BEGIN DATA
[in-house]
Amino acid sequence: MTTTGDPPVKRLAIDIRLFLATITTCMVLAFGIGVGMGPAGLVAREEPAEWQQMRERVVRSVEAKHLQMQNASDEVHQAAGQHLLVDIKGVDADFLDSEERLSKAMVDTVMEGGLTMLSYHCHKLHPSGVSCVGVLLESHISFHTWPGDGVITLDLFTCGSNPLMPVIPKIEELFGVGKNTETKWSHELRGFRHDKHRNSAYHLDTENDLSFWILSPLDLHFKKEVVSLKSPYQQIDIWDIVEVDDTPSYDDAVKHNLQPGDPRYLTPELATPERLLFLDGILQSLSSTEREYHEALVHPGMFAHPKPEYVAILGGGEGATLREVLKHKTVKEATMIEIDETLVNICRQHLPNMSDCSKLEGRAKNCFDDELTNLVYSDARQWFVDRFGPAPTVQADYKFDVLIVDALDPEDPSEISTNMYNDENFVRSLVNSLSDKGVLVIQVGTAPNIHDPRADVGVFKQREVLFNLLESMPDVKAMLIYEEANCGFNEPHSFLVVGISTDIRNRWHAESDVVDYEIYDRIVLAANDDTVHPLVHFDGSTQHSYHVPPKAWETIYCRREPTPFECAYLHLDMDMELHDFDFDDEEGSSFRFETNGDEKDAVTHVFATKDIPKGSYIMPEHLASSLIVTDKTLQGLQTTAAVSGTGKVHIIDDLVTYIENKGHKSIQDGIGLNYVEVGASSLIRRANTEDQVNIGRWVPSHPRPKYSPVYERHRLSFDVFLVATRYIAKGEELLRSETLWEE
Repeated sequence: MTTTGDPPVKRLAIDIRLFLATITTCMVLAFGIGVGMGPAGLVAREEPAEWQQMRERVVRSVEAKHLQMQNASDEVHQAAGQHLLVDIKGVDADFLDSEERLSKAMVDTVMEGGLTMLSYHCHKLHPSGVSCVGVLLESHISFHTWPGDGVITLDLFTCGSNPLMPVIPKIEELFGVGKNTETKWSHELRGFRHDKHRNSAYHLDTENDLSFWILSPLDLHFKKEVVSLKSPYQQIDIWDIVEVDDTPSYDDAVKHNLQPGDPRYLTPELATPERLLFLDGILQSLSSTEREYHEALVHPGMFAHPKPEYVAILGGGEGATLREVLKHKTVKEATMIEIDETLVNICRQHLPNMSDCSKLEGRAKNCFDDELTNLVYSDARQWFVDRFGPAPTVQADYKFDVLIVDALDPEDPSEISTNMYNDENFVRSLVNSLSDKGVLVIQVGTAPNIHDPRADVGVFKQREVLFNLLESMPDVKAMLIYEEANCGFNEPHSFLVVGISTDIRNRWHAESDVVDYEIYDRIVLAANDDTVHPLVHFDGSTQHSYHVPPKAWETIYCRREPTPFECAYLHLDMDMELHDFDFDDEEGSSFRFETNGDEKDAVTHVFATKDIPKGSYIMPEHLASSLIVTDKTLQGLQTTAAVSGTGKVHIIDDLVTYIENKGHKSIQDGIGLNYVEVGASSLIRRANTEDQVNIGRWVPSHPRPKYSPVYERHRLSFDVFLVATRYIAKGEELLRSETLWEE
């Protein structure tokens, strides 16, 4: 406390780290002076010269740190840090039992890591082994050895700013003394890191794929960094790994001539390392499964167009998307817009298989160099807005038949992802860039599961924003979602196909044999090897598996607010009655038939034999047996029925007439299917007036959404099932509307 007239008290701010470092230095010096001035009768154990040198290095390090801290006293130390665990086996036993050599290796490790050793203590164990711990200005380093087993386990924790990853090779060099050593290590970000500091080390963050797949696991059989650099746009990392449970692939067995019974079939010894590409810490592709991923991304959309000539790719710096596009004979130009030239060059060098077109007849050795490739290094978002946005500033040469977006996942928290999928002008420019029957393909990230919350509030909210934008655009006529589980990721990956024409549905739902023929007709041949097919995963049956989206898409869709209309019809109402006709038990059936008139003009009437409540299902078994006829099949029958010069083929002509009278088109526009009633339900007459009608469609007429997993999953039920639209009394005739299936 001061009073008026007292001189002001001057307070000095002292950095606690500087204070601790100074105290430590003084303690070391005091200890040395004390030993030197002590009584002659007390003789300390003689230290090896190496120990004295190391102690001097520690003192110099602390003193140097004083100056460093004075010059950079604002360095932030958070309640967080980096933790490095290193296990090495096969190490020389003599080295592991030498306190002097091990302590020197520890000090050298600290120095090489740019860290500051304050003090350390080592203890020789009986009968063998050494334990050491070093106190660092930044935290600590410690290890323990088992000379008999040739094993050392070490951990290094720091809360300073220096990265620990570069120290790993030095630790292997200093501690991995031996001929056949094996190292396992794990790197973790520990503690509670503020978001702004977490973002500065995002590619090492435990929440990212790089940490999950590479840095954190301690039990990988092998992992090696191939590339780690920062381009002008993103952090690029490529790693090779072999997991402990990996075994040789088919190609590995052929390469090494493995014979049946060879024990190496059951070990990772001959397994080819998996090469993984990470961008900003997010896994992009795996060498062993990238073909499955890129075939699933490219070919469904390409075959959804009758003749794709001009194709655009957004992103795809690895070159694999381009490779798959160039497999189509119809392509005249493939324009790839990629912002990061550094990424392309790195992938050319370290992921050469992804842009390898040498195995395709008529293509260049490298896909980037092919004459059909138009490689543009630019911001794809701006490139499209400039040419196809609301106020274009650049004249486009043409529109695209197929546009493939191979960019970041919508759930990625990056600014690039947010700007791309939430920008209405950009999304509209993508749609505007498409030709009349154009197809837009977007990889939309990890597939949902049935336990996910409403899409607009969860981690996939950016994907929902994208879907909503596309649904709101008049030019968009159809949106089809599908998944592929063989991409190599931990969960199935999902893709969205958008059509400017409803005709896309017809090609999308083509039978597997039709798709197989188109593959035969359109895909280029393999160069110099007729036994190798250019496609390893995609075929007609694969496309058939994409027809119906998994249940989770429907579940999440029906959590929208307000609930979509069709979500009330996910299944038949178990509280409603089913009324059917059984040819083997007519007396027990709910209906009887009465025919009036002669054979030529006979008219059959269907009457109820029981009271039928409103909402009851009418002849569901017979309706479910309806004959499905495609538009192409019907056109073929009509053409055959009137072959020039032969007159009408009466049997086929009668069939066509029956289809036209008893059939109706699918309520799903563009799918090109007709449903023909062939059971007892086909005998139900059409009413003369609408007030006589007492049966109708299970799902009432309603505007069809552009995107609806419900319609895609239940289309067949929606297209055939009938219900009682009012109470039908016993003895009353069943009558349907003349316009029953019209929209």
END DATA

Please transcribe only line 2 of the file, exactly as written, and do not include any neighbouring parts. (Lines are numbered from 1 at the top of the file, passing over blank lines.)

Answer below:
Amino acid sequence: MTTTGDPPVKRLAIDIRLFLATITTCMVLAFGIGVGMGPAGLVAREEPAEWQQMRERVVRSVEAKHLQMQNASDEVHQAAGQHLLVDIKGVDADFLDSEERLSKAMVDTVMEGGLTMLSYHCHKLHPSGVSCVGVLLESHISFHTWPGDGVITLDLFTCGSNPLMPVIPKIEELFGVGKNTETKWSHELRGFRHDKHRNSAYHLDTENDLSFWILSPLDLHFKKEVVSLKSPYQQIDIWDIVEVDDTPSYDDAVKHNLQPGDPRYLTPELATPERLLFLDGILQSLSSTEREYHEALVHPGMFAHPKPEYVAILGGGEGATLREVLKHKTVKEATMIEIDETLVNICRQHLPNMSDCSKLEGRAKNCFDDELTNLVYSDARQWFVDRFGPAPTVQADYKFDVLIVDALDPEDPSEISTNMYNDENFVRSLVNSLSDKGVLVIQVGTAPNIHDPRADVGVFKQREVLFNLLESMPDVKAMLIYEEANCGFNEPHSFLVVGISTDIRNRWHAESDVVDYEIYDRIVLAANDDTVHPLVHFDGSTQHSYHVPPKAWETIYCRREPTPFECAYLHLDMDMELHDFDFDDEEGSSFRFETNGDEKDAVTHVFATKDIPKGSYIMPEHLASSLIVTDKTLQGLQTTAAVSGTGKVHIIDDLVTYIENKGHKSIQDGIGLNYVEVGASSLIRRANTEDQVNIGRWVPSHPRPKYSPVYERHRLSFDVFLVATRYIAKGEELLRSETLWEE